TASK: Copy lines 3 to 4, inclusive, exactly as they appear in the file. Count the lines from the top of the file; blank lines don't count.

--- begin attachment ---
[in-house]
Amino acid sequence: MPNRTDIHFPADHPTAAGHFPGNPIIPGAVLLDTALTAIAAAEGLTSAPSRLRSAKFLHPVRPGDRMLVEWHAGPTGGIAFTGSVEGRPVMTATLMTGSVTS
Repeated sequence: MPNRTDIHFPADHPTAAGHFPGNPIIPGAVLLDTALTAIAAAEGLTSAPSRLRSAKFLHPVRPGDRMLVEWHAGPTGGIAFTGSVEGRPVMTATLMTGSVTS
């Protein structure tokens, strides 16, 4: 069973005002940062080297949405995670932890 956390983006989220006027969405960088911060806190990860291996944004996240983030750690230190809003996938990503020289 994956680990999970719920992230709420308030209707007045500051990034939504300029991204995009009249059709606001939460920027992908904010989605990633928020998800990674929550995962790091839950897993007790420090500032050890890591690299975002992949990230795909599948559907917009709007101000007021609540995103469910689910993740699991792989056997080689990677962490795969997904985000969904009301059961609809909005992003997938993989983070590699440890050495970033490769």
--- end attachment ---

Repeated sequence: MPNRTDIHFPADHPTAAGHFPGNPIIPGAVLLDTALTAIAAAEGLTSAPSRLRSAKFLHPVRPGDRMLVEWHAGPTGGIAFTGSVEGRPVMTATLMTGSVTS
């Protein structure tokens, strides 16, 4: 069973005002940062080297949405995670932890 956390983006989220006027969405960088911060806190990860291996944004996240983030750690230190809003996938990503020289 994956680990999970719920992230709420308030209707007045500051990034939504300029991204995009009249059709606001939460920027992908904010989605990633928020998800990674929550995962790091839950897993007790420090500032050890890591690299975002992949990230795909599948559907917009709007101000007021609540995103469910689910993740699991792989056997080689990677962490795969997904985000969904009301059961609809909005992003997938993989983070590699440890050495970033490769």